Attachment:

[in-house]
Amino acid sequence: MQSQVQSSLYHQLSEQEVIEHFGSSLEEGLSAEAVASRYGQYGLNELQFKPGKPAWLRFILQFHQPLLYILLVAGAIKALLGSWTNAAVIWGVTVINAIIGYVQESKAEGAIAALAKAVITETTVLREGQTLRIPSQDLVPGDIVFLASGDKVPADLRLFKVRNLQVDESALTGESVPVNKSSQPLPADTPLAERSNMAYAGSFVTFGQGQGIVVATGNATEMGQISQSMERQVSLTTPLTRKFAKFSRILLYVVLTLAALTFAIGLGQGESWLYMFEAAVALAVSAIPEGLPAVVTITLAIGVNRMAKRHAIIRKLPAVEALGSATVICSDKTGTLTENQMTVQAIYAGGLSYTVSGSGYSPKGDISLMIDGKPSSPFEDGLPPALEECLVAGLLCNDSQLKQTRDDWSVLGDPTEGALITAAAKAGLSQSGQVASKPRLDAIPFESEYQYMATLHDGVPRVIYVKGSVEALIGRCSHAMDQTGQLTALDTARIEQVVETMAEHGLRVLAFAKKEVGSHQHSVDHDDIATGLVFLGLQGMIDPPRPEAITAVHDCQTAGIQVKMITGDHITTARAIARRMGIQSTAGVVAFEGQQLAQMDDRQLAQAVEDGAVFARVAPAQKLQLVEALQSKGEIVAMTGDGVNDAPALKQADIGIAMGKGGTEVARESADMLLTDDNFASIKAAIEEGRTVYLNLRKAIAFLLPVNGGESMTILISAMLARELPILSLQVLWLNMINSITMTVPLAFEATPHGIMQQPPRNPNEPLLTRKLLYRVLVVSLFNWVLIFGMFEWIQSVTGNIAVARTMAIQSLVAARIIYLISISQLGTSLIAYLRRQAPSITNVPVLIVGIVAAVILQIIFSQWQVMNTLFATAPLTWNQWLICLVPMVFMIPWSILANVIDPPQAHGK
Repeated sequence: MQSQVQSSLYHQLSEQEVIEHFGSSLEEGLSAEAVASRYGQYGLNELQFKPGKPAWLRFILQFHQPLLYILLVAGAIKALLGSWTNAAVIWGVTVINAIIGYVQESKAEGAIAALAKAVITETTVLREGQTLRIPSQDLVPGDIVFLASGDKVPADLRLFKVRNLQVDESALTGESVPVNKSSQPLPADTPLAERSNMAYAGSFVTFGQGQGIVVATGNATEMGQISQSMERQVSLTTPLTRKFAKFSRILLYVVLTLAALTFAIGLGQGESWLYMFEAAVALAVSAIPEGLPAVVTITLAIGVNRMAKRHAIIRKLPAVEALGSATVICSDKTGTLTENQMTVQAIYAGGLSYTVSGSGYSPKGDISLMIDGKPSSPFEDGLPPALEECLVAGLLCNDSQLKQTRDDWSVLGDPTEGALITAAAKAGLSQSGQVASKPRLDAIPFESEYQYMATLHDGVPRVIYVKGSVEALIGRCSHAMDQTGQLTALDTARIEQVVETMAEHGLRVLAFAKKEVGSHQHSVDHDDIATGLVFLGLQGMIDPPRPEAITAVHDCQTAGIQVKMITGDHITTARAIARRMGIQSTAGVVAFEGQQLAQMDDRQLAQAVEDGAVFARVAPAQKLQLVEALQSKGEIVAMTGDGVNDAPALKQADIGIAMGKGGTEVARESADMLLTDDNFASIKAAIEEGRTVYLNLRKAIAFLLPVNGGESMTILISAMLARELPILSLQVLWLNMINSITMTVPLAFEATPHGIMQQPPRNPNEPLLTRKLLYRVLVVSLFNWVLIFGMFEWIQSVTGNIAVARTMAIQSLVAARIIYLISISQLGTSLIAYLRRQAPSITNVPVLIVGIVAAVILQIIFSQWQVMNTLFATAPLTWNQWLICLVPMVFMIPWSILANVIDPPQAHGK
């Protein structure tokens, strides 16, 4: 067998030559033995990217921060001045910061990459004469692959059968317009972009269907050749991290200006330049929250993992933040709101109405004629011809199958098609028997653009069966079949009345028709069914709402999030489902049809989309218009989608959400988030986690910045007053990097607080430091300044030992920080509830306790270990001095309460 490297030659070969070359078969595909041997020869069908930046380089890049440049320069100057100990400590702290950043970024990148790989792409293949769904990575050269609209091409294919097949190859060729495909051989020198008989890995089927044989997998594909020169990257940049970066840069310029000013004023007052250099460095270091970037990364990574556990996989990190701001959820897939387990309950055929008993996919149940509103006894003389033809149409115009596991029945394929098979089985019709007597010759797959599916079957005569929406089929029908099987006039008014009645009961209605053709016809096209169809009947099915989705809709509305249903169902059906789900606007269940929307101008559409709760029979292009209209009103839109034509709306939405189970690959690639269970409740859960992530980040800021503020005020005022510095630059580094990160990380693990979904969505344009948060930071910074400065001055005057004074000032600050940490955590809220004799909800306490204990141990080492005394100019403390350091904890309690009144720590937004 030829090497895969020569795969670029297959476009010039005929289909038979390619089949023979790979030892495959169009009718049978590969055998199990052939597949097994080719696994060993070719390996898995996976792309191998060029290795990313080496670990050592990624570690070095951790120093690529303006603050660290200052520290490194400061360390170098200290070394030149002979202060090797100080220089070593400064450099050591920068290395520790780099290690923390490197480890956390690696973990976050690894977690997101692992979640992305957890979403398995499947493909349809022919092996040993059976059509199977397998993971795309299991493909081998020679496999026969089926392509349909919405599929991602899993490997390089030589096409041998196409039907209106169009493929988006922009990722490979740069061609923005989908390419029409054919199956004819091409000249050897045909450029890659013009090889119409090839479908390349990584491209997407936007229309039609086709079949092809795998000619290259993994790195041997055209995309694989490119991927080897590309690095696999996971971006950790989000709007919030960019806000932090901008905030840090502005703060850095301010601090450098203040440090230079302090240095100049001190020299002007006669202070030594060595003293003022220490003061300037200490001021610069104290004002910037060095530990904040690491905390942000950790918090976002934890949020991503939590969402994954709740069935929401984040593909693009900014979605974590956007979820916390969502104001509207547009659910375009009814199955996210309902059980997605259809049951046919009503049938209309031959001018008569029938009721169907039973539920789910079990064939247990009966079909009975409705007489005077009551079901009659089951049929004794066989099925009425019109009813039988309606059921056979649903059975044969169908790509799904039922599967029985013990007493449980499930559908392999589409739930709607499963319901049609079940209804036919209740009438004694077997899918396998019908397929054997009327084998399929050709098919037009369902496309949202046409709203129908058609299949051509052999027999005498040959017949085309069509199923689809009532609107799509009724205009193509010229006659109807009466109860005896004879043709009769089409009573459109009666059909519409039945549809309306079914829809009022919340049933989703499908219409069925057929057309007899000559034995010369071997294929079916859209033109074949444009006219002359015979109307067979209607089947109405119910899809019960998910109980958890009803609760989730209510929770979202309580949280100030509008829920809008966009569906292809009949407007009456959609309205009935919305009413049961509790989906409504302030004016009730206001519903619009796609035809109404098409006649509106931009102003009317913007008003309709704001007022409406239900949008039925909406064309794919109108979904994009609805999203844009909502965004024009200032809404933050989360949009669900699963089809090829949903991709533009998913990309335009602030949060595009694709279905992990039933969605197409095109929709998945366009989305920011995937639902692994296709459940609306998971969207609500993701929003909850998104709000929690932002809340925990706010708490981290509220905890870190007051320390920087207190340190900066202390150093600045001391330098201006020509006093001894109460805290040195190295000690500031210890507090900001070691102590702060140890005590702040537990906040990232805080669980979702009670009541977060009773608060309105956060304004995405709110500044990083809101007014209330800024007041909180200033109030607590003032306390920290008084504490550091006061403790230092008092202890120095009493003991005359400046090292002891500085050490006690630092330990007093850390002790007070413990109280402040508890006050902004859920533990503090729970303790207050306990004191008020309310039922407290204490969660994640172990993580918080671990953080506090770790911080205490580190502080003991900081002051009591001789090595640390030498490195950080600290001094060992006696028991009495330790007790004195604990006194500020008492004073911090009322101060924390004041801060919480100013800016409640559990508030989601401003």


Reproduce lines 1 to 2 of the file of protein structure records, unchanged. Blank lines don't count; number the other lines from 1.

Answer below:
[in-house]
Amino acid sequence: MQSQVQSSLYHQLSEQEVIEHFGSSLEEGLSAEAVASRYGQYGLNELQFKPGKPAWLRFILQFHQPLLYILLVAGAIKALLGSWTNAAVIWGVTVINAIIGYVQESKAEGAIAALAKAVITETTVLREGQTLRIPSQDLVPGDIVFLASGDKVPADLRLFKVRNLQVDESALTGESVPVNKSSQPLPADTPLAERSNMAYAGSFVTFGQGQGIVVATGNATEMGQISQSMERQVSLTTPLTRKFAKFSRILLYVVLTLAALTFAIGLGQGESWLYMFEAAVALAVSAIPEGLPAVVTITLAIGVNRMAKRHAIIRKLPAVEALGSATVICSDKTGTLTENQMTVQAIYAGGLSYTVSGSGYSPKGDISLMIDGKPSSPFEDGLPPALEECLVAGLLCNDSQLKQTRDDWSVLGDPTEGALITAAAKAGLSQSGQVASKPRLDAIPFESEYQYMATLHDGVPRVIYVKGSVEALIGRCSHAMDQTGQLTALDTARIEQVVETMAEHGLRVLAFAKKEVGSHQHSVDHDDIATGLVFLGLQGMIDPPRPEAITAVHDCQTAGIQVKMITGDHITTARAIARRMGIQSTAGVVAFEGQQLAQMDDRQLAQAVEDGAVFARVAPAQKLQLVEALQSKGEIVAMTGDGVNDAPALKQADIGIAMGKGGTEVARESADMLLTDDNFASIKAAIEEGRTVYLNLRKAIAFLLPVNGGESMTILISAMLARELPILSLQVLWLNMINSITMTVPLAFEATPHGIMQQPPRNPNEPLLTRKLLYRVLVVSLFNWVLIFGMFEWIQSVTGNIAVARTMAIQSLVAARIIYLISISQLGTSLIAYLRRQAPSITNVPVLIVGIVAAVILQIIFSQWQVMNTLFATAPLTWNQWLICLVPMVFMIPWSILANVIDPPQAHGK